The digital photography revolution has been pretty easy for all of us to see -- it's been clear that this new way of taking pictures has captured the popular imagination with everything from the point-and-shoot format to cell phones. That revolution has left what might have seemed to be an unlikely casualty -- one of the stalwarts in photography, Eastman Kodak
Headlined "Kodak Accelerates Digital Transformation Strategy," Kodak's press announcement put the ugly news in the sub-headlines. Specifically, Kodak reported a second-quarter net loss of $146 million, or $0.51 per share. Sales increased 6% to $3.69 billion. Gross profit margin ticked down to 29% from 31.8%.
Kodak also said that it will cut even more jobs than previously anticipated, letting go up to 10,000 more employees. All told, Kodak is laying off about a third of its workforce as it restructures its traditional operations.
Net cash provided by operating activities from continuing operations is now at negative $207 million, as compared to positive $60 million this time last year. Debt increased by $1.4 billion to $3.72 billion, with cash on the balance sheet falling to $533 million from $1.26 billion six months earlier.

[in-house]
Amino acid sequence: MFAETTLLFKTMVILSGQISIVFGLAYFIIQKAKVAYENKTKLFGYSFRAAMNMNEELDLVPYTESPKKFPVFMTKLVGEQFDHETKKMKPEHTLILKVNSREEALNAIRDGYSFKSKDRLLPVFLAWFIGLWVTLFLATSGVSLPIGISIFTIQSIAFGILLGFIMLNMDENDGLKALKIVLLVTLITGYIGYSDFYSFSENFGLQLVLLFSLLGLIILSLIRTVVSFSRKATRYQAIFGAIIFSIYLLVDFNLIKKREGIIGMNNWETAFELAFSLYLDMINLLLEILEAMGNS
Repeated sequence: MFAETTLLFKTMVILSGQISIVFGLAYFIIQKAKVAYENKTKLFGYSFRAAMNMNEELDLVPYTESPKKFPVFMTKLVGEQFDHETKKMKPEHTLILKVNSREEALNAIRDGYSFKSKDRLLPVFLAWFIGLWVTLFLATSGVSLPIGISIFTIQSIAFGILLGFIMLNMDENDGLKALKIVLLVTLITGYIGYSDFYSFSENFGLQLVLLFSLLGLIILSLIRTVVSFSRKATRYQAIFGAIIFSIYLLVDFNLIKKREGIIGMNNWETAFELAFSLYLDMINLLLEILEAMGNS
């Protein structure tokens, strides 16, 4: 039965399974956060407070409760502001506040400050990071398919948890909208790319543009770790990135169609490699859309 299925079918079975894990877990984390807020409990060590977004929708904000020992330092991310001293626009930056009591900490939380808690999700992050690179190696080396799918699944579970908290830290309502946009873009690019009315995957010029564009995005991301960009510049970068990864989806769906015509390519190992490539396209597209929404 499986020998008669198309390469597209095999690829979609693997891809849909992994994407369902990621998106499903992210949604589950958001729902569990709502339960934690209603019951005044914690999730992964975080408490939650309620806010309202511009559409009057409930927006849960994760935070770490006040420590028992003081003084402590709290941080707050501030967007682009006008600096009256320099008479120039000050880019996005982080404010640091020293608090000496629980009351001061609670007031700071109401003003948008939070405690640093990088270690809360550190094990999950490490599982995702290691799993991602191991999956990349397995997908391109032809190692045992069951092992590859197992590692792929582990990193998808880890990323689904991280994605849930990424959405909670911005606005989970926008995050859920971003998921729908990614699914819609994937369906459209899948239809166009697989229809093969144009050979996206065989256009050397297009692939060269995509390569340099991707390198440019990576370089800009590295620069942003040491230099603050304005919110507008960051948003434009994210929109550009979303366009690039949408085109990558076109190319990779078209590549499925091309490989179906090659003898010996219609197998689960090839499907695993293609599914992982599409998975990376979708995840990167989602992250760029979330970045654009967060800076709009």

It's been clear for quite some time that Kodak has had a lot of catching up to do because consumers have quickly and enthusiastically taken up digital photography. Judging by second-quarter results, Kodak hasn't played catch-up quite fast enough, despite its attempts to do so.
A snapshot of the company's conference call illustrates the challenges right from the get-go. Although Kodak CEO Antonio Perez didn't say that its digital strategy is failing, he admitted that the initiative needs to be "dramatically" accelerated, in light of the fact that sales of Kodak's traditional products are declining faster than previously anticipated, and success in digital initiatives didn't do enough to offset the problems.
Kodak stock dropped over the course of the past couple of months as it became clear that the company is struggling with this new wave in photography. Yesterday, Kodak shares dropped precipitously, but that drop eased over the course of the day.
Perhaps one day Kodak will turn things around and reveal itself as the sort of value that Motley Fool Inside Value guru Philip Durell looks for on a regular basis. In the meantime, though, it seems pretty clear that Kodak has tough times ahead as it works to transform itself.
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Alyce Lomax does not own shares of any of the companies mentioned.